Ugh! Grammar Nazis. Don’t you just hate ‘em?
Oh, you used “your” instead of “you’re.”
Did you mean to put that apostrophe there?
How can you not know the difference between lie and lay?
Really, it’s just exhausting. And the quickest way to bring them out is to make a minor error on a blog post or a Facebook status. The Grammar Nazi Sharks really start circling then (now there’s an image for you).
As a copywriter, people just assume that I’m judging their character and worth based on their spelling, punctuation and grammar. Case in point: here’s a book my sister bought me as a gag gift for Christmas. Well, I think it was a gag gift anyway.
But this couldn’t be further from the truth…honest! Everyone – including me – makes mistakes now and then. It’s just going to happen. And, listen carefully now, that doesn’t mean you’re a bad person.
However, the fact remains that first impressions are important. And in this day and age, when impressions are often made online rather than in person, it’s wise to pay extra attention to spelling, apostrophes and commas. Too many mistakes in your writing can lead people to believe that you are unprofessional or take a lackadaisical approach to your business.
To help you out, here are 10 of the most common grammar mistakes I see in writing. When proofing your work, check for these before you publish and you’ll be well on your way to making a great first impression!
- Apostrophes (or not)
With very few exceptions, apostrophes are only used in contractions (can’t, don’t) or to indicate possession (the cat’s collar). Never use an apostrophe in a plural (a collar for cats).
- A lot, not alot
Alot is not a word. Confession time: this tripped me up for years. But then I read something that helped me get it straight. You wouldn’t write “abunch,” “alittle,” or “adog.” So don’t write “alot.”
- Loose and lose
“Lose” means that you can’t find something. “Loose” means something is not tight or is free from constraint. If your dog darts out the door, he’s gotten loose. If you don’t catch him right away, you might lose him.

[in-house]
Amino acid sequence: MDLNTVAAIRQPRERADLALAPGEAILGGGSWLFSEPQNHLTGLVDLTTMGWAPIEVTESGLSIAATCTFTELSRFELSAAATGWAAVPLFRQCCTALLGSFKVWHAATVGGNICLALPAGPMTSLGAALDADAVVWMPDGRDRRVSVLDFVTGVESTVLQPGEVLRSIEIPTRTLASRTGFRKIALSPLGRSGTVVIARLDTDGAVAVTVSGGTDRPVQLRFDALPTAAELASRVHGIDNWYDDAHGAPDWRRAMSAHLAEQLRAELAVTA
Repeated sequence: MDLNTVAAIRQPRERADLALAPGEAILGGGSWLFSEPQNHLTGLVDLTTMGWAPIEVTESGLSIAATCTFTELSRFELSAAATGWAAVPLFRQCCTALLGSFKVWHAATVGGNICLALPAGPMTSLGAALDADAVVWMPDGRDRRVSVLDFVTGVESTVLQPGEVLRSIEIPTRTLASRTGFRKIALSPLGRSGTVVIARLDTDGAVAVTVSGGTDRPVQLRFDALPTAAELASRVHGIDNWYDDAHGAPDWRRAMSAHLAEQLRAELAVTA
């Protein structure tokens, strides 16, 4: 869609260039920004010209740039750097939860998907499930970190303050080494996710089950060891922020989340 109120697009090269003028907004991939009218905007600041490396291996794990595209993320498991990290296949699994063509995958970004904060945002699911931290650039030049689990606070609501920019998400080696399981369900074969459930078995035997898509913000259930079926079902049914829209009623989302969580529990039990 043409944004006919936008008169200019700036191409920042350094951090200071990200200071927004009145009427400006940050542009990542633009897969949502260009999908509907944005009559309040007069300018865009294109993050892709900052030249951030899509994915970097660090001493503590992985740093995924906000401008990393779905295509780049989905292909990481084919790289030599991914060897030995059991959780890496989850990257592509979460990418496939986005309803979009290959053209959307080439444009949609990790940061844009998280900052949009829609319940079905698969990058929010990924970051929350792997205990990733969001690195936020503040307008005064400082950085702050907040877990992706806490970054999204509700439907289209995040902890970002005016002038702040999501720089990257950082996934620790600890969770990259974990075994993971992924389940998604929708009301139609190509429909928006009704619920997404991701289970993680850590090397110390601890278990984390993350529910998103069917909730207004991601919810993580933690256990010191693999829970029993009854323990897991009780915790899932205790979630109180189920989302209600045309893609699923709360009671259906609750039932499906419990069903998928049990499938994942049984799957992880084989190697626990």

- They’re, their and there
“They’re” is the contraction of “they are.” “Their” is possessive (meaning it belongs to others). “There” means that something is elsewhere.
- Its and it’s
This is another one that trips me up. “It’s” is always the contraction of it is. (It’s a nice day out.) “Its” is the possessive of “it.” (I love its color.) Which means that “its” is one of those exceptions when it comes to apostrophes indicating a possessive. SO confusing!
- Do’s and don’ts
This is not a hard and fast rule. But according to AP Style (which many writers use), the correct use of the apostrophes in this case is as you see above. Another one of those exceptions to the apostrophe rule.
- Who and that
“Who” refers to a person (the person who gave me your name) and “that” refers to a thing (the necklace that my mother gave me). Now, in the pet industry, I personally think there’s an exception to this rule. When referring to an animal, it should technically be “that.” But I almost always write and say, “who.” So sue me, Grammar Nazi Sharks.
- Quotation marks
It may seem counterintuitive but periods and commas should go within the quotation marks at the end of a sentence, not outside of them. For example: I thought it was funny how she said the word, “olive.”
- Affect versus effect
“Affect” means to influence and is usually used as a verb. (The trainer affected my dog’s behavior immediately.) “Effect” is typically used as a noun and refers to a result. (The effect on my dog’s behavior was immediate.)
This isn’t a word. Period. End of story. Please don’t use it ever. Use “regardless” instead.
I hope this helped! If you have questions about any of the above – or if I left out any of your particular pet peeves – please share with me in the comments below.
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